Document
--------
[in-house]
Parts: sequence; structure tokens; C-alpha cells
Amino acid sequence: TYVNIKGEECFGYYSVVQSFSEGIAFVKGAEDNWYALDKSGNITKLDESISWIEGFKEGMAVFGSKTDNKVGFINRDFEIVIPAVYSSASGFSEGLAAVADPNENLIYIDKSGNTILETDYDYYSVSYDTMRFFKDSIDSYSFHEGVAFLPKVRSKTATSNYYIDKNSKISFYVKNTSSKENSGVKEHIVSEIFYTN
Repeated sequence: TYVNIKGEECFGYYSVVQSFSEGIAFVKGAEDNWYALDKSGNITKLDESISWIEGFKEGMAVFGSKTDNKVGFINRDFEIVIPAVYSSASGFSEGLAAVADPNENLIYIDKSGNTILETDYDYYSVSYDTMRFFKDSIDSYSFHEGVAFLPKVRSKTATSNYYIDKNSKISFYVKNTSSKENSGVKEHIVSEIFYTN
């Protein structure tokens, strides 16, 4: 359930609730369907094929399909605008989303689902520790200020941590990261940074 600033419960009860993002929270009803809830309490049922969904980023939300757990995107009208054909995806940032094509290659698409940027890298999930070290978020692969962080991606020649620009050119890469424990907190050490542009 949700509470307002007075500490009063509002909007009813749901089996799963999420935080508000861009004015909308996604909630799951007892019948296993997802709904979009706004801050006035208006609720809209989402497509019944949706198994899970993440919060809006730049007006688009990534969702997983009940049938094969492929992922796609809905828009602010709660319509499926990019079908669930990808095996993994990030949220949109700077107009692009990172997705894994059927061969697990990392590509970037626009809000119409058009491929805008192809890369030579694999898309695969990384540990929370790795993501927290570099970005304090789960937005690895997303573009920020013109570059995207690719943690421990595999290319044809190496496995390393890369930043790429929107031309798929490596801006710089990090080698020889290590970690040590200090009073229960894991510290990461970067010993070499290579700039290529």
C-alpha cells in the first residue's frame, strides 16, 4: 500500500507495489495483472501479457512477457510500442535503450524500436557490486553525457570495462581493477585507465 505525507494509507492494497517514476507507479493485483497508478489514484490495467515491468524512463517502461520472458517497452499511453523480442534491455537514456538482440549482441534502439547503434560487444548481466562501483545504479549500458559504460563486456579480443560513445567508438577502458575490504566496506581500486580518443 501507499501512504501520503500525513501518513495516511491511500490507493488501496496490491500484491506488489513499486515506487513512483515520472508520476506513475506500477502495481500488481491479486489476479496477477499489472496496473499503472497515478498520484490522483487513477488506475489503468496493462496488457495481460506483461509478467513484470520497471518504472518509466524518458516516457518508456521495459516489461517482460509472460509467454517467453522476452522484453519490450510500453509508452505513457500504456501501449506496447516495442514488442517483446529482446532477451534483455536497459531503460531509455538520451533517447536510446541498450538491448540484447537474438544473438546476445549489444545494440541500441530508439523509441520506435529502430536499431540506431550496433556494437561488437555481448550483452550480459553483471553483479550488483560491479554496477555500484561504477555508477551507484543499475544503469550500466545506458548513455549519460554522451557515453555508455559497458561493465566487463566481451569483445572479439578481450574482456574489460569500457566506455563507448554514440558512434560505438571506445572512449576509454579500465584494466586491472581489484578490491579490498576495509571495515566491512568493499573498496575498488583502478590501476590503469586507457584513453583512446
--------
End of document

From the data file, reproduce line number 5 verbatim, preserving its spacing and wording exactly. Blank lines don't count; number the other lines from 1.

């Protein structure tokens, strides 16, 4: 359930609730369907094929399909605008989303689902520790200020941590990261940074 600033419960009860993002929270009803809830309490049922969904980023939300757990995107009208054909995806940032094509290659698409940027890298999930070290978020692969962080991606020649620009050119890469424990907190050490542009 949700509470307002007075500490009063509002909007009813749901089996799963999420935080508000861009004015909308996604909630799951007892019948296993997802709904979009706004801050006035208006609720809209989402497509019944949706198994899970993440919060809006730049007006688009990534969702997983009940049938094969492929992922796609809905828009602010709660319509499926990019079908669930990808095996993994990030949220949109700077107009692009990172997705894994059927061969697990990392590509970037626009809000119409058009491929805008192809890369030579694999898309695969990384540990929370790795993501927290570099970005304090789960937005690895997303573009920020013109570059995207690719943690421990595999290319044809190496496995390393890369930043790429929107031309798929490596801006710089990090080698020889290590970690040590200090009073229960894991510290990461970067010993070499290579700039290529």